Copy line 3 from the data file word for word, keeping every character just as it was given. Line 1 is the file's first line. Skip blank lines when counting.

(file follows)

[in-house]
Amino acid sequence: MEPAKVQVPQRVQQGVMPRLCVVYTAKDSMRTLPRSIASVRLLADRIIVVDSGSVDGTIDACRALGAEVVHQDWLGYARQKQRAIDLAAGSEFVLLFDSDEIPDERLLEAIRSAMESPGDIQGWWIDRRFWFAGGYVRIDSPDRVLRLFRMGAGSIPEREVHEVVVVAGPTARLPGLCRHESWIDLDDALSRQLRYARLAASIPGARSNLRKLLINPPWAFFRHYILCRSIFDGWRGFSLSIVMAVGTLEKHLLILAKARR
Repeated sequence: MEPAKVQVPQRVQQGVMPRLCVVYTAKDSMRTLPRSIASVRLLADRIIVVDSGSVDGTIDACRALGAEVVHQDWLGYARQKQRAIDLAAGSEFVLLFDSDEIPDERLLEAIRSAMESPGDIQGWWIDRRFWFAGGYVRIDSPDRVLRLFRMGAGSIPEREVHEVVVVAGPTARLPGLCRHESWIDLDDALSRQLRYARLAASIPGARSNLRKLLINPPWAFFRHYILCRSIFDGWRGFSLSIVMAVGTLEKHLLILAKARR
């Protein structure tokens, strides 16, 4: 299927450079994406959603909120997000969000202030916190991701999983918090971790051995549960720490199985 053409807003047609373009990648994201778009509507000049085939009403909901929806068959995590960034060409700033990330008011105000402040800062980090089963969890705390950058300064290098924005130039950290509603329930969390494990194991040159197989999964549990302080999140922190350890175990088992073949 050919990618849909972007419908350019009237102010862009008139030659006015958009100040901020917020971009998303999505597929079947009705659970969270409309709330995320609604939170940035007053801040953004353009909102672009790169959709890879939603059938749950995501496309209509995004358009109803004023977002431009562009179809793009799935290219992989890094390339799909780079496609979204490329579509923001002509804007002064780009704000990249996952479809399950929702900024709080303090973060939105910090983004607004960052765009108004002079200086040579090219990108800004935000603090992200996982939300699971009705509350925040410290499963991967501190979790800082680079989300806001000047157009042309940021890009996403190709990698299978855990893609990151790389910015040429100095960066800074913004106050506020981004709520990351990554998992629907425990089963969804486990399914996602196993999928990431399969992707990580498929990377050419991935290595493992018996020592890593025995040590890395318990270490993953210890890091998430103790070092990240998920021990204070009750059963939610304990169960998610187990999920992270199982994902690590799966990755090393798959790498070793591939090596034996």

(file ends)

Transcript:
Repeated sequence: MEPAKVQVPQRVQQGVMPRLCVVYTAKDSMRTLPRSIASVRLLADRIIVVDSGSVDGTIDACRALGAEVVHQDWLGYARQKQRAIDLAAGSEFVLLFDSDEIPDERLLEAIRSAMESPGDIQGWWIDRRFWFAGGYVRIDSPDRVLRLFRMGAGSIPEREVHEVVVVAGPTARLPGLCRHESWIDLDDALSRQLRYARLAASIPGARSNLRKLLINPPWAFFRHYILCRSIFDGWRGFSLSIVMAVGTLEKHLLILAKARR